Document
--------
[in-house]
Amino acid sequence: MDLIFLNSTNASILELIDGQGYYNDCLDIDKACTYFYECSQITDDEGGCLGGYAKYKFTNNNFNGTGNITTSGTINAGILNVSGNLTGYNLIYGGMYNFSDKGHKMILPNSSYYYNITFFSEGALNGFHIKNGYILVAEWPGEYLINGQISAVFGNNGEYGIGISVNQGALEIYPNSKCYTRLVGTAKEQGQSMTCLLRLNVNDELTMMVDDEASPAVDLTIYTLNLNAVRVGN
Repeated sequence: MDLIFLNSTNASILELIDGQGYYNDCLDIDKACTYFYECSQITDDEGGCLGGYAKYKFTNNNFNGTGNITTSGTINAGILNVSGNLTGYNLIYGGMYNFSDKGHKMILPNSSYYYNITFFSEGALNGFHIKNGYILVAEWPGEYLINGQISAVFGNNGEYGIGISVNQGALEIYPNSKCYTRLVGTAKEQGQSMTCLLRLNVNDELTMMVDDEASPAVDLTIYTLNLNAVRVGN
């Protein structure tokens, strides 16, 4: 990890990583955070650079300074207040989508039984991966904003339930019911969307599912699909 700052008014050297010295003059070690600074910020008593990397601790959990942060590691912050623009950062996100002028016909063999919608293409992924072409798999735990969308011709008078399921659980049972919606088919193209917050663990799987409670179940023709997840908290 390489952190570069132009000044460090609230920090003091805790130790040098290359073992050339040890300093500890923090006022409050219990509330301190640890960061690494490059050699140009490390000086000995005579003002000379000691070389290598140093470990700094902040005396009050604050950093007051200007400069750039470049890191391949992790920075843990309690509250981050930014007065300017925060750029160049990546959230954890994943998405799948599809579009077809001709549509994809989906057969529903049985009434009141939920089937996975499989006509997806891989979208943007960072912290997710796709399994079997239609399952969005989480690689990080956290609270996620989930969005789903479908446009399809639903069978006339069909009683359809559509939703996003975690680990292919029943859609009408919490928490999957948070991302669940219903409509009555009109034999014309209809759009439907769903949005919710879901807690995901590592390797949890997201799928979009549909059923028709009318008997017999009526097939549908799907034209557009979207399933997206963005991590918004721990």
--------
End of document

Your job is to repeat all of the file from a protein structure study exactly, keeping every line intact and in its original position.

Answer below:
[in-house]
Amino acid sequence: MDLIFLNSTNASILELIDGQGYYNDCLDIDKACTYFYECSQITDDEGGCLGGYAKYKFTNNNFNGTGNITTSGTINAGILNVSGNLTGYNLIYGGMYNFSDKGHKMILPNSSYYYNITFFSEGALNGFHIKNGYILVAEWPGEYLINGQISAVFGNNGEYGIGISVNQGALEIYPNSKCYTRLVGTAKEQGQSMTCLLRLNVNDELTMMVDDEASPAVDLTIYTLNLNAVRVGN
Repeated sequence: MDLIFLNSTNASILELIDGQGYYNDCLDIDKACTYFYECSQITDDEGGCLGGYAKYKFTNNNFNGTGNITTSGTINAGILNVSGNLTGYNLIYGGMYNFSDKGHKMILPNSSYYYNITFFSEGALNGFHIKNGYILVAEWPGEYLINGQISAVFGNNGEYGIGISVNQGALEIYPNSKCYTRLVGTAKEQGQSMTCLLRLNVNDELTMMVDDEASPAVDLTIYTLNLNAVRVGN
């Protein structure tokens, strides 16, 4: 990890990583955070650079300074207040989508039984991966904003339930019911969307599912699909 700052008014050297010295003059070690600074910020008593990397601790959990942060590691912050623009950062996100002028016909063999919608293409992924072409798999735990969308011709008078399921659980049972919606088919193209917050663990799987409670179940023709997840908290 390489952190570069132009000044460090609230920090003091805790130790040098290359073992050339040890300093500890923090006022409050219990509330301190640890960061690494490059050699140009490390000086000995005579003002000379000691070389290598140093470990700094902040005396009050604050950093007051200007400069750039470049890191391949992790920075843990309690509250981050930014007065300017925060750029160049990546959230954890994943998405799948599809579009077809001709549509994809989906057969529903049985009434009141939920089937996975499989006509997806891989979208943007960072912290997710796709399994079997239609399952969005989480690689990080956290609270996620989930969005789903479908446009399809639903069978006339069909009683359809559509939703996003975690680990292919029943859609009408919490928490999957948070991302669940219903409509009555009109034999014309209809759009439907769903949005919710879901807690995901590592390797949890997201799928979009549909059923028709009318008997017999009526097939549908799907034209557009979207399933997206963005991590918004721990």